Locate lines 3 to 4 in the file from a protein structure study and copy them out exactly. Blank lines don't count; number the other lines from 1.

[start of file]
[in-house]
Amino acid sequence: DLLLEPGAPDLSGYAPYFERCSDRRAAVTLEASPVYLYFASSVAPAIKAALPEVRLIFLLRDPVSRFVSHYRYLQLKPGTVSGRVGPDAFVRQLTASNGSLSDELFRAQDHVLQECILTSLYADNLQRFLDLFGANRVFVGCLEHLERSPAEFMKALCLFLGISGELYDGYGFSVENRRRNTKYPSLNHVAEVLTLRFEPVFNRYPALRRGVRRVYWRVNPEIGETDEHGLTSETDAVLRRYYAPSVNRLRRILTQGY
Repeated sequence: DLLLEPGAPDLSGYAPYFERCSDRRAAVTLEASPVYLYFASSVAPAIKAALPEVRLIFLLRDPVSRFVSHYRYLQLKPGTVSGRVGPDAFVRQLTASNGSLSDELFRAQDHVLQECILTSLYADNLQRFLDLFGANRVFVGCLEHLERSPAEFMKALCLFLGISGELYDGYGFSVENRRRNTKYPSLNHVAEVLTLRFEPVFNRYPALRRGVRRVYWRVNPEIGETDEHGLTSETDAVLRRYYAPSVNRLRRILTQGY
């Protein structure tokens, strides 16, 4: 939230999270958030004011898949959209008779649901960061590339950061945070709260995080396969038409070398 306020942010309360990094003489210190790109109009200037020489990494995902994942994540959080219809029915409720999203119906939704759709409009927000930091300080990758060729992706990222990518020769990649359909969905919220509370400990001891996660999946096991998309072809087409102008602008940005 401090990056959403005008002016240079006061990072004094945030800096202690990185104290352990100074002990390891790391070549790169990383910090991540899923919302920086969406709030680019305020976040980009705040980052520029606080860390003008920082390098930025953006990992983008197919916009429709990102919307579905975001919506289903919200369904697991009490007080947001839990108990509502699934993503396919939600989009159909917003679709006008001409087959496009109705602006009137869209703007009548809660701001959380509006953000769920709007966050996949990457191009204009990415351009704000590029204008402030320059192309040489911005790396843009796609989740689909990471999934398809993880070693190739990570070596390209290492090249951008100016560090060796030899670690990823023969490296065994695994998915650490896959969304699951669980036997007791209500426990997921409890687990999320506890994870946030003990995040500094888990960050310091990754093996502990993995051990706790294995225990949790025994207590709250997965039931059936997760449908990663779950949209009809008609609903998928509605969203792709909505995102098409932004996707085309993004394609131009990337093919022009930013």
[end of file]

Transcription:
Repeated sequence: DLLLEPGAPDLSGYAPYFERCSDRRAAVTLEASPVYLYFASSVAPAIKAALPEVRLIFLLRDPVSRFVSHYRYLQLKPGTVSGRVGPDAFVRQLTASNGSLSDELFRAQDHVLQECILTSLYADNLQRFLDLFGANRVFVGCLEHLERSPAEFMKALCLFLGISGELYDGYGFSVENRRRNTKYPSLNHVAEVLTLRFEPVFNRYPALRRGVRRVYWRVNPEIGETDEHGLTSETDAVLRRYYAPSVNRLRRILTQGY
């Protein structure tokens, strides 16, 4: 939230999270958030004011898949959209008779649901960061590339950061945070709260995080396969038409070398 306020942010309360990094003489210190790109109009200037020489990494995902994942994540959080219809029915409720999203119906939704759709409009927000930091300080990758060729992706990222990518020769990649359909969905919220509370400990001891996660999946096991998309072809087409102008602008940005 401090990056959403005008002016240079006061990072004094945030800096202690990185104290352990100074002990390891790391070549790169990383910090991540899923919302920086969406709030680019305020976040980009705040980052520029606080860390003008920082390098930025953006990992983008197919916009429709990102919307579905975001919506289903919200369904697991009490007080947001839990108990509502699934993503396919939600989009159909917003679709006008001409087959496009109705602006009137869209703007009548809660701001959380509006953000769920709007966050996949990457191009204009990415351009704000590029204008402030320059192309040489911005790396843009796609989740689909990471999934398809993880070693190739990570070596390209290492090249951008100016560090060796030899670690990823023969490296065994695994998915650490896959969304699951669980036997007791209500426990997921409890687990999320506890994870946030003990995040500094888990960050310091990754093996502990993995051990706790294995225990949790025994207590709250997965039931059936997760449908990663779950949209009809008609609903998928509605969203792709909505995102098409932004996707085309993004394609131009990337093919022009930013």